Linda Lusk, a low-level sex offender and former Prosser mayor, will not be allowed to attend her daughter's high-school graduation next Saturday.
A judge ruled Friday that Lusk missed a deadline to appeal the school district's decision banning her from district property and events.
The school district has a policy preventing all registered sex offenders from coming on district property or attending student activities.
Lusk, 53, pleaded guilty in 2011 to third-degree child molestation for having sexual contact with a 14-year-old boy. She is classified a Level 1 offender, considered the least likely to reoffend.
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Lusk was issued an official no trespass order in August 2012. She had 30 days to appeal the decision or waive her right to challenge it in court.
In order to attend school events, Lusk has to get written permission from the superintendent. Her request to attend Prosser High School's graduation was denied in March.
Rocky Johnson, the district's attorney, told the judge that Lusk had ample time to appeal the ban. He said Lusk's timing was poor and she was creating a media frenzy by bringing the issue to court so close to graduation weekend.
"We fully believe the 30-day provision would apply and that Ms. Lusk did not exercise that right of appeal," Johnson said.
The hearing lasted less than a half hour in Benton County Superior Court. Neither Johnson nor Lusk's attorneys, Greg and Ben Dow, got to argue whether the district's policy was unfair and violated Lusk's constitutional rights.
The 30-day provision was the first issue considered by Judge Vic VanderSchoor, who ruled it was clear that Lusk waited too long.
Greg Dow told the Herald he knew the 30-day provision would be an obstacle but he was disappointed he didn't get the chance to argue about the policy.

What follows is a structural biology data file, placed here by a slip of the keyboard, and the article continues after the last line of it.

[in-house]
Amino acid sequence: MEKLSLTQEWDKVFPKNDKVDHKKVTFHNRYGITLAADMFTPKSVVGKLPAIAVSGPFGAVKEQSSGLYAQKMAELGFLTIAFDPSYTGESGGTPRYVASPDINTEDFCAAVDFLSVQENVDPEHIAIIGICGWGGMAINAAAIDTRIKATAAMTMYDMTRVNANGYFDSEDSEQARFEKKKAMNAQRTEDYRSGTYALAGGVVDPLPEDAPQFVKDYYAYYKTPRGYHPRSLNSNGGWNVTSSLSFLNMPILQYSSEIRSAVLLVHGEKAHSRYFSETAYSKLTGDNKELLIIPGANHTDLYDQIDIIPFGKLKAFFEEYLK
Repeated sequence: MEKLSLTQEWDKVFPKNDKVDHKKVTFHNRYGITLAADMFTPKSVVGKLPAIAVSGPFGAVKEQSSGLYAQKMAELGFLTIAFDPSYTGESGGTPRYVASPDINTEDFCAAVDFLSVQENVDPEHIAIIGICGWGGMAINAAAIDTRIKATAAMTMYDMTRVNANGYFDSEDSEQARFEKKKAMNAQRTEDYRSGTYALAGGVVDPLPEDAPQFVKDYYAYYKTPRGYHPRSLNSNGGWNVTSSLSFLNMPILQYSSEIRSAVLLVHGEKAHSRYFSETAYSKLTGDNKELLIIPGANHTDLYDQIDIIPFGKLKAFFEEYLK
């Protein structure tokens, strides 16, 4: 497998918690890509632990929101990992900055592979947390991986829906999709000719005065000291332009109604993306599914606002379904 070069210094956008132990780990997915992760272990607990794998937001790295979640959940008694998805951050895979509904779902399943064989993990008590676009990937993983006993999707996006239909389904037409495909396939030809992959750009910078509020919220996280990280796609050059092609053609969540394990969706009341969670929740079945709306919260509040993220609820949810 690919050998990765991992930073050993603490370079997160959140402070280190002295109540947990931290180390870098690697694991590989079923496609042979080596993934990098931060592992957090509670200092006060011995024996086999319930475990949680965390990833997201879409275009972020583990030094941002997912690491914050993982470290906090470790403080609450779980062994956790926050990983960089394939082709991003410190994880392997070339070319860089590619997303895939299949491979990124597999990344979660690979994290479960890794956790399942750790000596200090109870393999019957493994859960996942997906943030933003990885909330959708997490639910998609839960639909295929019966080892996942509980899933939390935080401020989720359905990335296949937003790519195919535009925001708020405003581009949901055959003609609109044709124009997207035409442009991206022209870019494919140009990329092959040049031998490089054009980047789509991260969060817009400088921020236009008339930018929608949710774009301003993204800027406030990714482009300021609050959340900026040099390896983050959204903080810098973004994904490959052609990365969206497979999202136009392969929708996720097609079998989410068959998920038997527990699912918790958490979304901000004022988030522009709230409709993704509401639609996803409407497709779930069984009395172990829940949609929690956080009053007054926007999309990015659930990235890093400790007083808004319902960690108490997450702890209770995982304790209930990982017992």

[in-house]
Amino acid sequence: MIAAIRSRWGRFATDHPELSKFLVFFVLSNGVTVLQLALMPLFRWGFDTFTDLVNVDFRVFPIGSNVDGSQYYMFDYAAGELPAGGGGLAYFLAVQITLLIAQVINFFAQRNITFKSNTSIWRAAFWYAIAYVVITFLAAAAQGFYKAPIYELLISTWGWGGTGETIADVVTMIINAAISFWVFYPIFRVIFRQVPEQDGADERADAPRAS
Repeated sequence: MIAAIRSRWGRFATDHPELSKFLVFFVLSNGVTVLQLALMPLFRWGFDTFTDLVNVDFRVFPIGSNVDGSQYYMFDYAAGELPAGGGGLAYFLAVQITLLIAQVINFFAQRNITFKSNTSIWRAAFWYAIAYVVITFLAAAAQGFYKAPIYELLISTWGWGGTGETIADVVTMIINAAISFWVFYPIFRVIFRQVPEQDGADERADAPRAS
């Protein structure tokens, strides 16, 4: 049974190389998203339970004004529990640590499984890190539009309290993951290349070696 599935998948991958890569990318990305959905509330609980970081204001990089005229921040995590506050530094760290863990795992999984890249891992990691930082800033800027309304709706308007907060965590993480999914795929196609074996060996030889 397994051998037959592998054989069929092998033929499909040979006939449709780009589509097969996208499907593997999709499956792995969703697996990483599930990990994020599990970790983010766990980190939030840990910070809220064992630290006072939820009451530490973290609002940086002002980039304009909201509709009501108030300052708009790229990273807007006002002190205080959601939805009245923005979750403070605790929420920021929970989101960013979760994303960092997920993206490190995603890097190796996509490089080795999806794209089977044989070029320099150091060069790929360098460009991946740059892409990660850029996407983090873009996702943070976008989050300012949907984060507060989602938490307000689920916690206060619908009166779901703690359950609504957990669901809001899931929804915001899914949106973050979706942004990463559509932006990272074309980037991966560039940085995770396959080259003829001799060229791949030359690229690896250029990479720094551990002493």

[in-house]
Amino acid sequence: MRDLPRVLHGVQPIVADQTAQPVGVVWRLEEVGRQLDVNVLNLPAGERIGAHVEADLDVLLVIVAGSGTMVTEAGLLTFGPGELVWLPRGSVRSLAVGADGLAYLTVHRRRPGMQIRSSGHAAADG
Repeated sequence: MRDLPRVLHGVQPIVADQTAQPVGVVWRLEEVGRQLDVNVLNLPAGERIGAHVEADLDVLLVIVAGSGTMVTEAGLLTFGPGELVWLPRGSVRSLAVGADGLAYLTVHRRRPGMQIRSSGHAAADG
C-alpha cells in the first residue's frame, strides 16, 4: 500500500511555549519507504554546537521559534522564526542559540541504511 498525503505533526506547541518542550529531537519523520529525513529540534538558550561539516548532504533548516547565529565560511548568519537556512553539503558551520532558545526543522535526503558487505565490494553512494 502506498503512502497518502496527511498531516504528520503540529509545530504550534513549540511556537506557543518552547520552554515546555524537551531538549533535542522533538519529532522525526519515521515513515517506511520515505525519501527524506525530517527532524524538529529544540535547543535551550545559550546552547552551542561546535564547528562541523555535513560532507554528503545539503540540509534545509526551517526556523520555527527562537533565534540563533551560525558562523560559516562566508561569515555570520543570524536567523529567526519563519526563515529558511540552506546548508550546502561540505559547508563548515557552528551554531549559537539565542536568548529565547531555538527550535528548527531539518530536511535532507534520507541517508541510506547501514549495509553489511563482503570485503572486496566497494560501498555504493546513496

The Dows argued the 30-day rule is only for decisions and orders, not policies.
VanderSchoor's ruling means it will be a fight for Lusk to attend any district events as long as she is a registered sex offender, Greg Dow said. She is required to register for 10 years and her son is still a student at Prosser High.
"Nobody can challenge a school policy after 30 days? That's just silly," Dow said after the hearing. "Especially when the policy says a future decision will be made, and now we can't challenge a future decision."
Lusk was in court with her daughter, who was named as a plaintiff in an injunction filed last week by the Dows. The injunction was an attempt to get the district to allow Lusk at the graduation.
The Lusks were not available to talk about the decision after the hearing.
Lusk has made several requests to attend district events since the no trespass order was issued. Every request has been denied.
Lusk pleaded guilty to seven probation violations in November 2011 after attending school events without the superintendent's permission. She said the violations stemmed from when she attended her daughter's swim meet in Ellensburg.
The Dows plan to file a motion asking the judge to reconsider Friday's ruling.
Lusk's case has gained national media attention, including interviews on ABC's 20/20 program.
-- Tyler Richardson: 582-1556; email@example.com; Twitter: @Ty_richardson